Lt. Gen. Dan Shomron, a former chief of Israel’s general staff and the paratroop commander who planned and led the storied 1976 raid in which Israeli troops freed 103 hijacked hostages at Entebbe Airport in Uganda, died yesterday in Israel. He was 70.
The cause was the effects of a stroke he suffered three weeks ago, a spokeswoman at Sourasky Medical Center in Tel Aviv, where General Shomron had first been treated, told The Associated Press. He died at the Beit Lowenstein Rehabilitation Center in Raanana, The Jerusalem Post said.
On the night of July 3, 1976, Israeli commandos and paratroopers flew 2,500 miles in transport planes to the Entebee airport, surprised and killed hijackers who had demanded the release of Palestinian prisoners, rescued the captives taken from a hijacked Air France plane, and flew back to Israel with them.
The raid was punctuated by what seemed like a Hollywood touch. Several commandos rolled out of one of the planes in a black Mercedes carrying a Ugandan flag in the hopes that soldiers at the airport loyal to the Ugandan ruler Idi Amin would think he was in the car and fail to realize that a rescue operation was under way.
The Israeli soldiers and General Shomron were greeted as heroes when they returned home, and the raid gained a legendary aura.
But the operation did not succeed without cost. Three Israelis who were among the hostages died in the raid, as did Lt. Col. Jonathan Netanyahu, the commander of a special forces unit in the raid and the brother of a future Israeli prime minister, Benjamin Netanyahu.
In a 2006 interview with the Israeli newspaper Maariv, General Shomron, the chief infantry and paratroop officer when he led the raid, acknowledged, “I like in particular the movie in which Charles Bronson portrayed me,” recalling “Raid on Entebbe” (1977).
But, he said: “I also felt some kind of envy from the military and it was not comfortable for me. Around the world, until today, they look at me like something from a different world, a super super-hero, something not natural. I don’t like that feeling of being an advertisement.”
General Shomron was born on a kibbutz in the Jordan Valley. He fought as a paratrooper in the Sinai campaign in 1956 and was recognized as the first Israeli paratrooper to reach the Suez Canal in the 1967 war. He was picked as the chief of the general staff in 1987 and held the post until he retired from military service in 1991.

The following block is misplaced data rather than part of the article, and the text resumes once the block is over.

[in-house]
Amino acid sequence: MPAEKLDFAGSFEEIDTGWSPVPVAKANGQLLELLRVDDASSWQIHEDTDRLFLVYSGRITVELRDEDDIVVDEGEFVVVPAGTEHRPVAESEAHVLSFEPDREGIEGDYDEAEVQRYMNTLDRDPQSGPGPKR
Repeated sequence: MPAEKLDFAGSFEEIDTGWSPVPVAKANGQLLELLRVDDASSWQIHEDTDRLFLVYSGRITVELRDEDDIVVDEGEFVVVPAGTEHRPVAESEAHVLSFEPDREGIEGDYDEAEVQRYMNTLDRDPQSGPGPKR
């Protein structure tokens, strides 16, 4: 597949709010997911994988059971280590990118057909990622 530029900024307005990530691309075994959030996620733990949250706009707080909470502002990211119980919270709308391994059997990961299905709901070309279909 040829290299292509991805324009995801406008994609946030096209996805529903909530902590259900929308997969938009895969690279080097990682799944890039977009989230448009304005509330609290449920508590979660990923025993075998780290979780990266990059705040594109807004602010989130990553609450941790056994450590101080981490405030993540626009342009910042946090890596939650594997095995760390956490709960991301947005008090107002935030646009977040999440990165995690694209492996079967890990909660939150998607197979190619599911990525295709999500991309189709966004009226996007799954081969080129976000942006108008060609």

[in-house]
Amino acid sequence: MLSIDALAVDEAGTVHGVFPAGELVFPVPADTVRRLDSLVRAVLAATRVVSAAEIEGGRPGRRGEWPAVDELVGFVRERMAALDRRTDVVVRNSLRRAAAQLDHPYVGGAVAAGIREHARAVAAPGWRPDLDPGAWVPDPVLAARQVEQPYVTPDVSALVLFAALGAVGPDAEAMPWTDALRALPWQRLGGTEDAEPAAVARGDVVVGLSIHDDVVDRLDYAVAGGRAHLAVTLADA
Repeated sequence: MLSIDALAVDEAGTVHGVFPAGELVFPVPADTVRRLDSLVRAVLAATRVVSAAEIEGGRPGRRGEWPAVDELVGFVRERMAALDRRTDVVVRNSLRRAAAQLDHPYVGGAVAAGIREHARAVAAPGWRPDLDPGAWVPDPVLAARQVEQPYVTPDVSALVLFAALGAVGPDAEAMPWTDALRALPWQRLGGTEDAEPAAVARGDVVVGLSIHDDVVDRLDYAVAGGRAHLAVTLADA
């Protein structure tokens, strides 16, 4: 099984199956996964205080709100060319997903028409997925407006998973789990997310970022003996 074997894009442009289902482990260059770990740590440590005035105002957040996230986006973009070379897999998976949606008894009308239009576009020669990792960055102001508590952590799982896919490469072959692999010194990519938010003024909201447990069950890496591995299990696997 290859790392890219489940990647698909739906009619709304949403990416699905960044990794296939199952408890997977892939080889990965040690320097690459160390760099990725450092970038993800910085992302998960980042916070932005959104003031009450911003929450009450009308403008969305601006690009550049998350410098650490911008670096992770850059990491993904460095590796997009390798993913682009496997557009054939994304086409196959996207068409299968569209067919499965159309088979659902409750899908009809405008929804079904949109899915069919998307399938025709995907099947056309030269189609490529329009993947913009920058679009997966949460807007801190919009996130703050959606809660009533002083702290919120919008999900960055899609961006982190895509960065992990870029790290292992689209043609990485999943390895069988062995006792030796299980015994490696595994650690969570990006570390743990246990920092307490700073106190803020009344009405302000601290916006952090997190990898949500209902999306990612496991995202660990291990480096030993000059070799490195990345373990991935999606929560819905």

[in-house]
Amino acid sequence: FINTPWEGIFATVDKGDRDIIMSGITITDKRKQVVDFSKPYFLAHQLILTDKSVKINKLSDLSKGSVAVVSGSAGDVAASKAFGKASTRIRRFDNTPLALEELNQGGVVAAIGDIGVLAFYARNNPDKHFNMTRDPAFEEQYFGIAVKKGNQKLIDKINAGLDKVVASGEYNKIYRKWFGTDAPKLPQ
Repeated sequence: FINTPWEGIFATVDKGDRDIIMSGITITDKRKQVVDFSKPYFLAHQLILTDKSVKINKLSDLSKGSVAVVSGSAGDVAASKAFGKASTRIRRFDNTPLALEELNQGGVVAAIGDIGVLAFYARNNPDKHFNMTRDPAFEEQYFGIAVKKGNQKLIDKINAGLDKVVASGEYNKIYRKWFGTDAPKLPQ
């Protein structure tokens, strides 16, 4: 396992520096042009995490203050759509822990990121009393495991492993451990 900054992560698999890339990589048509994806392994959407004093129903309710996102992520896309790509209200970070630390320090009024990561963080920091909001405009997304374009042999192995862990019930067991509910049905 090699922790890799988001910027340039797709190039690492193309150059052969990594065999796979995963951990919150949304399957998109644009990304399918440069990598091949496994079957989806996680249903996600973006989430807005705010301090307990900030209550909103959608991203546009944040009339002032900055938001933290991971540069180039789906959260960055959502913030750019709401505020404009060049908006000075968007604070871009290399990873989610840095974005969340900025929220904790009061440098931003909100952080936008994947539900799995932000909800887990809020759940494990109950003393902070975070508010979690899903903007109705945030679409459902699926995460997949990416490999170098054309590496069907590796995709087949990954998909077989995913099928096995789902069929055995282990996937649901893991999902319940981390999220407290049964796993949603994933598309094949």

In October 2006, General Shomron was appointed to investigate the performance of Israel’s armed forces during the fighting in southern Lebanon against Hezbollah guerrillas. In a report, he criticized Israeli commanders for poor organization.
General Shomron, who was chairman of Israel Military Industries after he retired, is survived by his wife and two children.
The Entebbe raid ended a harrowing week for the remaining captives who had been aboard an Air France airbus bound from Tel Aviv to Paris that had been hijacked shortly after a stop in Athens.
The plane, which originally carried 244 passengers and 12 crew members, had been flown to Libya for refueling, then on to Entebbe Airport, where the remaining hostages were held in a dusty, unused old terminal.
In his interview with Maariv, General Shomron reflected on the significance of the Entebbe raid, putting aside for the moment the spectacular manner in which it was carried out.
“The hijacking of the Air France plane and the demands of the hijackers to release Palestinian terrorists came during a difficult period for the war on terror, which operated then on the system of hostage-taking,” he said, citing the heavy toll from past attacks on the Israeli city of Maalot and the seizure of the Savoy Hotel in Tel Aviv.
“We were busy in those days to convince the world that one does not bow to terrorism,” he said.
After learning of the general’s death, the Israeli president, Simon Peres, called him “one of the greatest commanders” the Israeli military had ever known and said the Entebbe raid “earned its mythic status since we all saw it as impossible.”
General Shomron was asked in 2006 about his most vivid recollection of the rescue.
“When the hostages board the evacuation plane, are helped up, each one checking his family that everyone is present,” he said. “That was a strong moment that I can’t forget.”